To fix a broken system, put politics aside

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The law of the land for almost a decade, the Patient Protection and Affordable Care Act of 2010 is as controversial now as it was when it was enacted. Republicans’ negative view of the legislation remains diametrically opposed to that of Democrats, public opinion is divided, and the courts continue to issue often contradictory rulings on challenges to the ACA.

The latest upheaval on the legal front came in December when federal judge Reed O’Connor held the ACA to be unconstitutional. Ruling in a case brought by 20 Republican governors and attorneys general, he found that the entire law was invalidated when Congress voted last year to eliminate the tax penalty for people who fail to buy health insurance, beginning in 2019. That provision, which was designed to ensure that younger, healthier people are part of the insurance pool, had been one of the ACA’s central pillars. Without the coverage mandate, O’Connor, who was appointed to the federal bench in the northern district of Texas by President George W. Bush, wrote, the ACA “can no longer be sustained as an exercise of Congress’ tax power.”

The decision, which is certain to be reviewed on appeal and may ultimately be decided by the Supreme Court, unleashed a high level of consternation among Democrats and health care advocates. The response of Sen. Chris Murphy of Connecticut was typical: “This is a five-alarm fire — Republicans just blew up our health care system. The anti-health care zealots in the Republican Party are intentionally ripping health care away from the working poor, increasing costs on seniors, and making insurance harder to afford for people with preexisting conditions.”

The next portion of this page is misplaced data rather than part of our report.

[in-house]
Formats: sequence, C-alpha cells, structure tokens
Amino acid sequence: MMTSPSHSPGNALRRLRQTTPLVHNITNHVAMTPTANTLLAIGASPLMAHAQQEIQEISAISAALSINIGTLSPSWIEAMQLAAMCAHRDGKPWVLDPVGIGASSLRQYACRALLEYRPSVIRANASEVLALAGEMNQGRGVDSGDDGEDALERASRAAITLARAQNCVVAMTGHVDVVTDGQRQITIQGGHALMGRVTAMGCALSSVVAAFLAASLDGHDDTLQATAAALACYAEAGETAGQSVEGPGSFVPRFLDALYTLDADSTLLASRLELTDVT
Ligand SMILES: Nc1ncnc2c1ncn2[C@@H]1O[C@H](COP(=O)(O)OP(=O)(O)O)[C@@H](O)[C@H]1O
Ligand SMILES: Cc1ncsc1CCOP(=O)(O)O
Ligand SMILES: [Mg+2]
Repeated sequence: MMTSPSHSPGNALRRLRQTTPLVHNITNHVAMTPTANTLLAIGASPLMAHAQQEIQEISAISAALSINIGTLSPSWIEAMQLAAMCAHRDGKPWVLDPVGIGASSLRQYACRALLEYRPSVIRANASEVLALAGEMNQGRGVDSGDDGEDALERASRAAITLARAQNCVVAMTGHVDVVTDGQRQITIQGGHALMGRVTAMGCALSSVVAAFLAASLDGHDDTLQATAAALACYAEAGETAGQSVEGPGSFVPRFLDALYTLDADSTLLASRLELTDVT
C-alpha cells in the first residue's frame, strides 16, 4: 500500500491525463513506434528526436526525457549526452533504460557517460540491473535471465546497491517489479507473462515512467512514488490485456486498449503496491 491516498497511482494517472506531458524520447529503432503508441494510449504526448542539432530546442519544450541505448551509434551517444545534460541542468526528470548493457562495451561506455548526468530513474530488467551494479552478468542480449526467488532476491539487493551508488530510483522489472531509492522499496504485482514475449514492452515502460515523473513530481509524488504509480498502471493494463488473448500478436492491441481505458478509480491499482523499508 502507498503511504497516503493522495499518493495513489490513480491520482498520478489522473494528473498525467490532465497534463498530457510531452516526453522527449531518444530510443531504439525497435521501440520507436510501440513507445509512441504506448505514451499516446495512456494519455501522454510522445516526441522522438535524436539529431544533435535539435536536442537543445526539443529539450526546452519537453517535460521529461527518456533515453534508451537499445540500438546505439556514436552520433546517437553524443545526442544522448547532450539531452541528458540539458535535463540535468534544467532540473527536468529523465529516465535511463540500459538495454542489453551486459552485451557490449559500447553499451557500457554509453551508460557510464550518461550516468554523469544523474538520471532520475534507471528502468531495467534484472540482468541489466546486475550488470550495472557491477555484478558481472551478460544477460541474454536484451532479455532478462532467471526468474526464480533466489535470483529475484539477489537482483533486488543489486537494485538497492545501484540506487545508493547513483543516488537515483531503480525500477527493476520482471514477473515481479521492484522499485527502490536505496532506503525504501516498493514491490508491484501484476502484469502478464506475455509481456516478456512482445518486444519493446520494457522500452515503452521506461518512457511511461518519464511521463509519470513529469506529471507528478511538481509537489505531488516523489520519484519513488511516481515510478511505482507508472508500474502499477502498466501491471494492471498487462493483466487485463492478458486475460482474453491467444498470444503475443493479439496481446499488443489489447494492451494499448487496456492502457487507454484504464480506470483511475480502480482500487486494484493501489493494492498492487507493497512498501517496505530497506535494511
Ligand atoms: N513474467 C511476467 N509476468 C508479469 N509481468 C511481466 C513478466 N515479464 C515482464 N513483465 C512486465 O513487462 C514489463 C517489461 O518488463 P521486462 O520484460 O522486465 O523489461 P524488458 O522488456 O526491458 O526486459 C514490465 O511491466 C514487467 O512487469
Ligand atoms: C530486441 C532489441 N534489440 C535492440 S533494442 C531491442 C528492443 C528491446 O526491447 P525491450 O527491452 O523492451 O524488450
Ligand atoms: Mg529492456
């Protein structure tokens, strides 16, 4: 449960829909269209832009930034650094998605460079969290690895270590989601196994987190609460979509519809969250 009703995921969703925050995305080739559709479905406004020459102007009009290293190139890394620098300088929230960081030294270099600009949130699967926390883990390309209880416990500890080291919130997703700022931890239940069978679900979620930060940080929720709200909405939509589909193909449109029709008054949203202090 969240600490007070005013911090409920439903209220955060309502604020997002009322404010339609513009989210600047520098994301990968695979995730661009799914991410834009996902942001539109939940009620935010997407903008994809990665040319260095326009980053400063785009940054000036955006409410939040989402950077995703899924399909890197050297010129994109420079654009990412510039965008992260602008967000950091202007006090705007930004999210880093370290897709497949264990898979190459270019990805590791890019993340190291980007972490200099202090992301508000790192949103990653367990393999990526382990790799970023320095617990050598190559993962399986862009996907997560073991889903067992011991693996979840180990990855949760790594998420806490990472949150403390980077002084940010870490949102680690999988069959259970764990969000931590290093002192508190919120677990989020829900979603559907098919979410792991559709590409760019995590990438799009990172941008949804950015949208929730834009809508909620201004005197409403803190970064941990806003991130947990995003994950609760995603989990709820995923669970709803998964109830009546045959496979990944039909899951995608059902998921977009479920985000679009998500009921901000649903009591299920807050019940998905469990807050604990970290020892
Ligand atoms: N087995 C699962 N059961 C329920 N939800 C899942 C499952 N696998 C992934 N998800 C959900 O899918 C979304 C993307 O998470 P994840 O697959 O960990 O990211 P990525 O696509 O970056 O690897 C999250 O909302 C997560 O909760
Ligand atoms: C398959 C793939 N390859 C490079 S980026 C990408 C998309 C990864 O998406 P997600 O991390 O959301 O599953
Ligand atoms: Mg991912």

Murphy may be overstating the case, but the ruling does raise a host of questions about the future of the ACA, commonly referred to as Obamacare, and its impact on health care delivery. Republican-controlled states might decide not to enforce the law, individuals now paying premiums may drop out of the system, and the insurance market and health care stocks could face increasing volatility. If O’Connor’s decision is upheld, an outcome which a preponderance of legal experts doubts, it also could adversely impact the manner in which community pharmacies are reimbursed for filling prescriptions under the Medicaid program, a possibility that the National Association of Chain Drug Stores and its allies are already gearing up to forestall.

The looming uncertainty and intense controversy that surround Obamacare point to important truths about the health care system, truths that predate the ACA and persist to this day: Despite spending much more per capita on health care than any other country, the U.S. still has large numbers of uninsured people, and costs continue their upward spiral.

Solving those two persistent problems was the primary objective of Obamacare’s architects. The ACA has made significant headway, through Medicaid expansion and subsidies on federal and state insurance exchanges, to extend coverage to more Americans. The number of uninsured has been cut from 44 million in 2013, the year before the major provisions of the law took effect, to some 28 million in 2017, according to the Kaiser Family Foundation.

The record is far less impressive when it comes reining in health care costs. Despite slower growth in 2017 — the Centers for Medicare and Medicaid Services (CMS) recently put the rate of growth at 3.9%, down from 4.8% the prior year — expenditures on health care reached $3.5 trillion, or 17.9% of GDP. CMS projections indicate that health care spending will rise an average of 5.5% a year from 2017 through 2026 to reach $5.7 trillion. As long as health care costs grow faster than the economy, the nation will be on the road to economic ruin, with funding for other pressing needs squeezed out.

For that reason — not to mention the health and well-being of Americans — President Trump and members of both parties need to put politics aside and find a bipartisan approach to fixing a broken health care system. The nation’s pharmacy chains and others in the private sector are already hard at work on the development of new ways to increase access, improve patient outcomes and lower costs. A reliable, stable framework for health care coverage would allow them to accelerate their ­efforts.



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